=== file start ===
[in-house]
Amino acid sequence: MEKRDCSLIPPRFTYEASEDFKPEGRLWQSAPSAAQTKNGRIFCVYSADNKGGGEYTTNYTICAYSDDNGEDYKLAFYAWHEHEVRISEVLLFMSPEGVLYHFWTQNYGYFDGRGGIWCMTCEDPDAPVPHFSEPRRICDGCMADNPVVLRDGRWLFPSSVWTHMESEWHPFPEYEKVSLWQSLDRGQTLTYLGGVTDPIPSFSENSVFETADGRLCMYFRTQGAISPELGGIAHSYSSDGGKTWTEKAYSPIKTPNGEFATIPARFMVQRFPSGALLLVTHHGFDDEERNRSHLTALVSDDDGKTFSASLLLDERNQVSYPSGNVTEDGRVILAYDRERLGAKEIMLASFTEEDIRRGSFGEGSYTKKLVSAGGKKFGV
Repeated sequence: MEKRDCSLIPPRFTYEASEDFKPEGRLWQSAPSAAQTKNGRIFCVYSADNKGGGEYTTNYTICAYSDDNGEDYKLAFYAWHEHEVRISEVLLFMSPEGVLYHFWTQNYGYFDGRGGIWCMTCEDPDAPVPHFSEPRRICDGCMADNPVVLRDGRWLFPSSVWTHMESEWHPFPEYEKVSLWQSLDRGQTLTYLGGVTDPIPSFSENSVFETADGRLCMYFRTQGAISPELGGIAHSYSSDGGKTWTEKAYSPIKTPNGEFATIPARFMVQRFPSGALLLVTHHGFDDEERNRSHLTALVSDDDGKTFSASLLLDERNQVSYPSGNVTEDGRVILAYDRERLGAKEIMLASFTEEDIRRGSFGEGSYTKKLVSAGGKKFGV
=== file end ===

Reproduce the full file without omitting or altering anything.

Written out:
[in-house]
Amino acid sequence: MEKRDCSLIPPRFTYEASEDFKPEGRLWQSAPSAAQTKNGRIFCVYSADNKGGGEYTTNYTICAYSDDNGEDYKLAFYAWHEHEVRISEVLLFMSPEGVLYHFWTQNYGYFDGRGGIWCMTCEDPDAPVPHFSEPRRICDGCMADNPVVLRDGRWLFPSSVWTHMESEWHPFPEYEKVSLWQSLDRGQTLTYLGGVTDPIPSFSENSVFETADGRLCMYFRTQGAISPELGGIAHSYSSDGGKTWTEKAYSPIKTPNGEFATIPARFMVQRFPSGALLLVTHHGFDDEERNRSHLTALVSDDDGKTFSASLLLDERNQVSYPSGNVTEDGRVILAYDRERLGAKEIMLASFTEEDIRRGSFGEGSYTKKLVSAGGKKFGV
Repeated sequence: MEKRDCSLIPPRFTYEASEDFKPEGRLWQSAPSAAQTKNGRIFCVYSADNKGGGEYTTNYTICAYSDDNGEDYKLAFYAWHEHEVRISEVLLFMSPEGVLYHFWTQNYGYFDGRGGIWCMTCEDPDAPVPHFSEPRRICDGCMADNPVVLRDGRWLFPSSVWTHMESEWHPFPEYEKVSLWQSLDRGQTLTYLGGVTDPIPSFSENSVFETADGRLCMYFRTQGAISPELGGIAHSYSSDGGKTWTEKAYSPIKTPNGEFATIPARFMVQRFPSGALLLVTHHGFDDEERNRSHLTALVSDDDGKTFSASLLLDERNQVSYPSGNVTEDGRVILAYDRERLGAKEIMLASFTEEDIRRGSFGEGSYTKKLVSAGGKKFGV